What you need to know:
- Back in 2016 when she was a Form Three student at Saramek Secondary School, Londiani, a neighbour visited her grandmother, who she had lived with for almost two years.
World Cross Country champion Beatrice Chebet did not dream of becoming a professional athlete.
But her grandmother Pauline Lang’at saw the special gift in her way before she could venture into the sport.
Back in 2016 when she was a Form Three student at Saramek Secondary School, Londiani, a neighbour visited her grandmother, who she had lived with for almost two years.
The neighbour walked into her grandmother’s homestead and told her that she had noted Chebet had a talent and it was wise to let her join an athletics camp to refine it more instead of staying at home during school holidays.
After some days, her grandmother, who valued education dearly, summoned Chebet and asked her if she was interested in pursuing athletics.
She told her that there was a club in the neighbourhood that had produced two sisters for the 2015 World Athletics Youth Championships in Cali, Colombia and 2015 Africa Under-20 and Under-18 Athletics Championships in Addis Ababa, Ethiopia.
Sandra Chebet had won bronze in 3,000 metres at the 2015 Africa Under-18 Championships before going for silver in 2,000m steeplechase at the world youth event.
On the other hand, Emily Chebet claimed silver in the 3,000m in Cali before finishing fifth in 1,500m at the African Youth Championships, Réduit, Mauritius the same year. Then Sandra would settle fifth in 3,000m at the World Athletics Under-20 Championships in Bydgoszcz, Poland in 2016 as Emily missed out in the 3,000m steeplechase.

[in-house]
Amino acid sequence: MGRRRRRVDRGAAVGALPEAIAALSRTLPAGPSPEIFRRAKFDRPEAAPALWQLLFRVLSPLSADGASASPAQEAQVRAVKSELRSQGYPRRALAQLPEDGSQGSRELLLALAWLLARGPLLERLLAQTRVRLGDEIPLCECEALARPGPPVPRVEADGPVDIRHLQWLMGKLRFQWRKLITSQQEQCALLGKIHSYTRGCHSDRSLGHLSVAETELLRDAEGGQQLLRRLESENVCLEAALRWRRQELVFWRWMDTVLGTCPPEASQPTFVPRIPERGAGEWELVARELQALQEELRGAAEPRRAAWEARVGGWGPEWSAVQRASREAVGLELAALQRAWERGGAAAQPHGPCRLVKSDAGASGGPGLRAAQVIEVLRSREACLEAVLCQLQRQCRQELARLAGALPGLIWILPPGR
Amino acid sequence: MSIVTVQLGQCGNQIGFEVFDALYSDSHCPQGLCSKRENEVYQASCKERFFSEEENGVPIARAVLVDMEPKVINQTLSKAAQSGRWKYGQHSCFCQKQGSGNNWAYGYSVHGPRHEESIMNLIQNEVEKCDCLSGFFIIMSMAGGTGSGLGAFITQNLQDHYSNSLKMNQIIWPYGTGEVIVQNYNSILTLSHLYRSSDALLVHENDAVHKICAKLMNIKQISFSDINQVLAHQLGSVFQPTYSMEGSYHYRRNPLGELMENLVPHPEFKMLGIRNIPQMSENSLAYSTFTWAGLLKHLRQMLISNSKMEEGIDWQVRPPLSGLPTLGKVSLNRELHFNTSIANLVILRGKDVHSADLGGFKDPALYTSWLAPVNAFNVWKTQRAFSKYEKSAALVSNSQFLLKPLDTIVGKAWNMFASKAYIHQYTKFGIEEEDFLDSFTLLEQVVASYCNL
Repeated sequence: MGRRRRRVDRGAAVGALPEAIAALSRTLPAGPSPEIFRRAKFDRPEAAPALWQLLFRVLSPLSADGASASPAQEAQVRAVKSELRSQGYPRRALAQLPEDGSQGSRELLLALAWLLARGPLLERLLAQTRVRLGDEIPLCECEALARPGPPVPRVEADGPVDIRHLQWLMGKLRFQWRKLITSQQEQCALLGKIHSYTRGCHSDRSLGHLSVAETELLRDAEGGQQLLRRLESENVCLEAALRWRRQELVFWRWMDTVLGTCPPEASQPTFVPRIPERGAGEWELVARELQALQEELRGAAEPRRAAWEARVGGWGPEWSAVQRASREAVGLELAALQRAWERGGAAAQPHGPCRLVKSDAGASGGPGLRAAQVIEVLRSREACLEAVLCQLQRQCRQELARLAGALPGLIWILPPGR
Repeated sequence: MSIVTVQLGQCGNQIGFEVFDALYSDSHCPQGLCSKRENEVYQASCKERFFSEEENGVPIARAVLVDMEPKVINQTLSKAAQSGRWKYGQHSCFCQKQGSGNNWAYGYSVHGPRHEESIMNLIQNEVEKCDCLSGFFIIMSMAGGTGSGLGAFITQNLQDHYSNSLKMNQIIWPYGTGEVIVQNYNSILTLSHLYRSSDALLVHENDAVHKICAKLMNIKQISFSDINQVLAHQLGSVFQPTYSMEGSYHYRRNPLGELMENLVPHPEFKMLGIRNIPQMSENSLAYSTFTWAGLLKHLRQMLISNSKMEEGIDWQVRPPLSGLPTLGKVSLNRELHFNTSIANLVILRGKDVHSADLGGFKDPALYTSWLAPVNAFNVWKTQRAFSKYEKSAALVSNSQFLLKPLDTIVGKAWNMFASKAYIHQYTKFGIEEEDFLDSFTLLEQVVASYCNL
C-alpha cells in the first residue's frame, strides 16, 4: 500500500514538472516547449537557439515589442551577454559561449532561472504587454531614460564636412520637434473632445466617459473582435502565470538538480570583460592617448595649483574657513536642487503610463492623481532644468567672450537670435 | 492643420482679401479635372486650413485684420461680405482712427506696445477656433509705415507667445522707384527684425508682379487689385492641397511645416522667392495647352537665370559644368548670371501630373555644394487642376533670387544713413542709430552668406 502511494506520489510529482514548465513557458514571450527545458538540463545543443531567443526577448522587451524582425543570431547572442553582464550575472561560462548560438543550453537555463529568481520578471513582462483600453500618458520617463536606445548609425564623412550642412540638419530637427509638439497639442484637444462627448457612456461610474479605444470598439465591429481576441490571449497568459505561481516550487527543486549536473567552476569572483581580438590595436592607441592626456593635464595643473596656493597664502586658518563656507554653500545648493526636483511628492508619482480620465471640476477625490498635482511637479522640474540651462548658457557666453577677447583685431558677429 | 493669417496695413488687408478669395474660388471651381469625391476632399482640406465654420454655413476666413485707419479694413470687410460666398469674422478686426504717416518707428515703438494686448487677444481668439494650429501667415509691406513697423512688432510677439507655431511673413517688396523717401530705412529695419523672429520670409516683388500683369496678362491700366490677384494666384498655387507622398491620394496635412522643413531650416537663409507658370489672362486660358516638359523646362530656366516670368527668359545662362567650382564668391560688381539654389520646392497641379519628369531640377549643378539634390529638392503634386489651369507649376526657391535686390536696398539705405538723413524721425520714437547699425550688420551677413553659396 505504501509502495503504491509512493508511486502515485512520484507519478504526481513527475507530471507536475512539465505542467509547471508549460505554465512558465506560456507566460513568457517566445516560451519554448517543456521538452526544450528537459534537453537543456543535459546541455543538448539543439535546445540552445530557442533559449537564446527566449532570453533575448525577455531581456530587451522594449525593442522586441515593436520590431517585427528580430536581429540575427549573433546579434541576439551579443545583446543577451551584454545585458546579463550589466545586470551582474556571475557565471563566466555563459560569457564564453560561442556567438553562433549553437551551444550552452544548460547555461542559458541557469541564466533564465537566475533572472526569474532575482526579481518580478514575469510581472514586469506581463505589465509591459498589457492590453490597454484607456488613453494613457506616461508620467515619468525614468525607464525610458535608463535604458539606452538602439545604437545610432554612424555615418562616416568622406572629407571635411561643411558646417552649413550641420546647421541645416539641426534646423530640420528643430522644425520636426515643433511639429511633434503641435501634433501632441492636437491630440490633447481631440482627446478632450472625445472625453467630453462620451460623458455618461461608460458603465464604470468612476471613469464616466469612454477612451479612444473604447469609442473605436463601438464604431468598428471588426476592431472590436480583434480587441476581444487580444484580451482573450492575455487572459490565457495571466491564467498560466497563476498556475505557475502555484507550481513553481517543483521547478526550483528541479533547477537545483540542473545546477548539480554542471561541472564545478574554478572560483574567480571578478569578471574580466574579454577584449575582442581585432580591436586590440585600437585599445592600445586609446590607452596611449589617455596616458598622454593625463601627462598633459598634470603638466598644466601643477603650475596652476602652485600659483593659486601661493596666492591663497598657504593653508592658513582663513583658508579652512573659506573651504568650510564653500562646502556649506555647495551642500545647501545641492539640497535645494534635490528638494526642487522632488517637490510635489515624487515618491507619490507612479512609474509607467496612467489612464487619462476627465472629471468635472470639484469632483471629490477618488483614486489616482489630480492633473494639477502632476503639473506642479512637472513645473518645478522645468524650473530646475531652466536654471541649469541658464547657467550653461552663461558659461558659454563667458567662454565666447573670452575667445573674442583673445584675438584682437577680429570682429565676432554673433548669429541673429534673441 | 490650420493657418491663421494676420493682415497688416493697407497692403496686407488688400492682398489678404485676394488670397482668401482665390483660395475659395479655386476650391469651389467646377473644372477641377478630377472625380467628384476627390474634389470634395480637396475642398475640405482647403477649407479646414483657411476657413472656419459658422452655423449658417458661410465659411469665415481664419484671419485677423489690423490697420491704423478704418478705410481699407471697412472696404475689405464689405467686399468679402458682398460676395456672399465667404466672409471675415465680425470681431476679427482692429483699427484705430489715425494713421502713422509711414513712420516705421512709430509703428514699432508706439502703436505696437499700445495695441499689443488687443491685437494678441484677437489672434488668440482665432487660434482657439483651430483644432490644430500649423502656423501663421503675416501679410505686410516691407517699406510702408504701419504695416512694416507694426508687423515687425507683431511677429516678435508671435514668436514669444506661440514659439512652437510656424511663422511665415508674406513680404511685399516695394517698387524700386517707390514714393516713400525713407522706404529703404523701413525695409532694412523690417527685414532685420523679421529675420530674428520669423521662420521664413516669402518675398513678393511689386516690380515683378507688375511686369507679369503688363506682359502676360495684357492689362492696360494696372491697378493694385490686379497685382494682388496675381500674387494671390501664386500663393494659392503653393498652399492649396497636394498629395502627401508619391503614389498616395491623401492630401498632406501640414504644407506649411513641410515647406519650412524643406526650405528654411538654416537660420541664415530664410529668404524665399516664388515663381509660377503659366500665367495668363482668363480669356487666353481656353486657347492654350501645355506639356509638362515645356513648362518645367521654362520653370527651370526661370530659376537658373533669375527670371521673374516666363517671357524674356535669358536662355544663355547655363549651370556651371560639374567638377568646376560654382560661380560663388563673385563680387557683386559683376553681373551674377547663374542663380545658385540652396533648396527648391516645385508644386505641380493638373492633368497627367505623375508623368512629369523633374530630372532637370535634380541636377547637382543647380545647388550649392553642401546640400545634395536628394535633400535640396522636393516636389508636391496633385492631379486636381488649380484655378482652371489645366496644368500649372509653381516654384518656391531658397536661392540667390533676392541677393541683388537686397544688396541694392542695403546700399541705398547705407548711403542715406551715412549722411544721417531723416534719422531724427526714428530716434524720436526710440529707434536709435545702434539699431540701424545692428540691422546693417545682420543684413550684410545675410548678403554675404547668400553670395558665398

“Sandra and Emily’s story was so good that my grandmother couldn’t resist the urge to let me pursue athletics,” said Chebet, the reigning Commonwealth Games 5,000m champion.
“I told my grandmother that I was more than ready to take up athletics fully as long as she supported me in camp,” said Chebet, who is also the 2022 world 5,000m silver medallist.
Her grandmother then approached coach Paul Kemei, who was more than ready to take her into his Lemotit Athletics Club where she got to meet Emily and Sandra. Chebet recalls joining the Lemotit Club on November 7, 2016.
When Chebet’s parents moved back to their ancestral home in Londiani from Kericho, where her father worked in a tea estate, she stayed in her grandmother’s house.
Her parents Francis and Lilian Kirui were supportive.
Though still a dark horse, Chebet, the 2022 Diamond League 5,000m Trophy winner, is on the path to greatness as she prepares for the World Athletics Championships slated for August 19 to 27 in Budapest, Hungary.
“It was easy for me since I had competed in 5,000m in primary school,” said Chebet, who graduated from Saramek Primary School, Londiani in 2013 before joining the school’s secondary wing in 2014.
“At times I am lost for words when I look at where I have reached when I look or talk to my grandmother,” said Chebet.
“She always reminds me of the first time I joined Lemotit...to work hard and always embrace discipline,” said Chebet, who took less than a year after joining Lemotit to represent the country.
Chebet also talks fondly of her parents Francis and Lillian, who have also played an integral part in her success. “They are everything to me since I always fall back to them in my high or low moments.”
Chebet won the national trials in 3,000m to represent the country at the 2017 World Athletics Youth Championships where she settled fourth in the final.